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  • Writer's picturecatherine@allaboutwriters

Dangling Feet

"Can we stop for a play?", she asks, looking over at me with that silvery blonde hair swinging around her shoulders, face flushed pink from the ride up the hill. Despite wanting to get this hill over and done with, wishing to be home already, I smile and agree. I am immediately glad as she sits her slender eleven year-old frame onto the swing and starts propelling her legs and body in unison to get some movement going. Long may she want to play.

Our local playground is not fancy. In fact, I would call it sparse.Set in a small tanbark ring, you'll find a pair of swings and a small slide with a ladder. A wooden bench sits alongside, opposite the scattered gumtrees that line the pathway that links our street to school. Every morning we race past the playground, invariably late and relishing the wind in our faces as we pick up speed on the downhill. On the way home, things are slower. It's a slow and steady uphill, with the playground marking the halfway point. Despite the lack of monkey bars, there being no climbing frame, certainly nothing like a flying fox or sandpit, this playground is my favourite.

As an adult, I'm no longer interested in trying to slide down a pole or squeeze through a tunnel at a playgound. No, my interest lies solely in swinging. But not all swings are created equal, and there are certain parameters that must be met if I am to swing. For starters, the seat on the swing has to accommodate my seat. On some, the metal sides can be so close together only a toddler can squeeze in. Or some have one of those baby only seats that position the body upright to the point it's impossible to get any momentum going. (As I write that, I recognise that this could indeed be the point.) Not that this matters, because I can't squeeze into the seat in the first place. It's not only the seat that matters, howver. The height of the frame is a crucial element. Those teeny tiny frames that call for short chains and only allow for short, fast swinging are no good to me. These are almost always set with the seat too close to the ground, too, so my feet drag and hit at every approach. No, swing frames need to allow for a long chain from the frame to the seat, which in turn allows for a wonderful, long, slow swinging arc. And a seat that allows me to dangle, one that needs a little leap to get into. This is my perfect swing.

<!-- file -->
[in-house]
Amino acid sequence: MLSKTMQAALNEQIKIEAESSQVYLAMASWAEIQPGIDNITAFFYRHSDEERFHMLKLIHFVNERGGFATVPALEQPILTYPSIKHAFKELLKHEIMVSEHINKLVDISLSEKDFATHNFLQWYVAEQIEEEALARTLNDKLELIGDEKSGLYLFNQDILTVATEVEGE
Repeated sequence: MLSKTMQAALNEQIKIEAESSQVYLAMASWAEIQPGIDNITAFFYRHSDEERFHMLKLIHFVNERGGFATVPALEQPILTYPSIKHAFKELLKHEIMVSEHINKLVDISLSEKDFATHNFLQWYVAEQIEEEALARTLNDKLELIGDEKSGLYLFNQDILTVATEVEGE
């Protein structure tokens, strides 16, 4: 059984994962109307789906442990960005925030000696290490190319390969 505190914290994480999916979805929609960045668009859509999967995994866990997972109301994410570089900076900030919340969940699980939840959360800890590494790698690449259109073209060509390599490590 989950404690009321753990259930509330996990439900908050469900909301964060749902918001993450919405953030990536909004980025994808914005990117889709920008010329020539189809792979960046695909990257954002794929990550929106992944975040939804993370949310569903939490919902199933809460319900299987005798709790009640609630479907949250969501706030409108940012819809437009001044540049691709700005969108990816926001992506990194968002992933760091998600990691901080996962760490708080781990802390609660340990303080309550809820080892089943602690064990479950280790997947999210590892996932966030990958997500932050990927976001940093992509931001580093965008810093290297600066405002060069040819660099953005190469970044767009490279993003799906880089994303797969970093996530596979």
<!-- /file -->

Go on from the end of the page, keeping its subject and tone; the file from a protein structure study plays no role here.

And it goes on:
After pushing my daughter, always that little bit higher, that little bit longer, she vacates the swing and lets me saddle up. As soon as I grip the chains and push myself up into the now falling seat, a wide smile crosses my face. Feet up, body back. Feet back, back arched. Up and back, back and arched. Up, back...back, arched. My breathing matches my movements, getting longer and stretching further each time. I look into the canopy of the trees before me as I get to optimal height, calling to my daughter that I'm nearly there. After one final reach with the tips of my toes towards the tops of the trees, a quick adjustment of my hands on the chains to grip a little harder in just the right place, I am once again at the summit, looking down towards the ground which is now some distance below me. This is my time. My anticipation is palpable. At that moment, I close my eyes and throw my head as far back as it will go, my arms straight and body in a line, my legs out straight once again and toes soon reaching for the sky. Laughter escapes as I whoop in delight, sitting upright once again for the backward swing, relishing the little flip my tummy makes as I ready myself for another laying-down swing. As the momentum is once again forward, I whip back into the hammock position, feeling as if a thousand tiny ball bearings are running from my toes up through my legs and torso and finally to my scalp, flipping my stomach out of the way in the process. It is so freeing, swinging like the pendulum of a clock. Ah, the joy. Some swings, I stay in that laying position all the way forward and back, until my grip becomes too uncomfortable and I have to right myself. So this goes on.

As I slow for the final time and gather myself to disembark, my daughter comments that even though we swing and push when we stop at the park, its somehow still relaxing. I couldn't agree more as we step back to the path, shoulder our bags once again, and use a good bit of reclaimed strength to push down on that pedal and restart the climb home.

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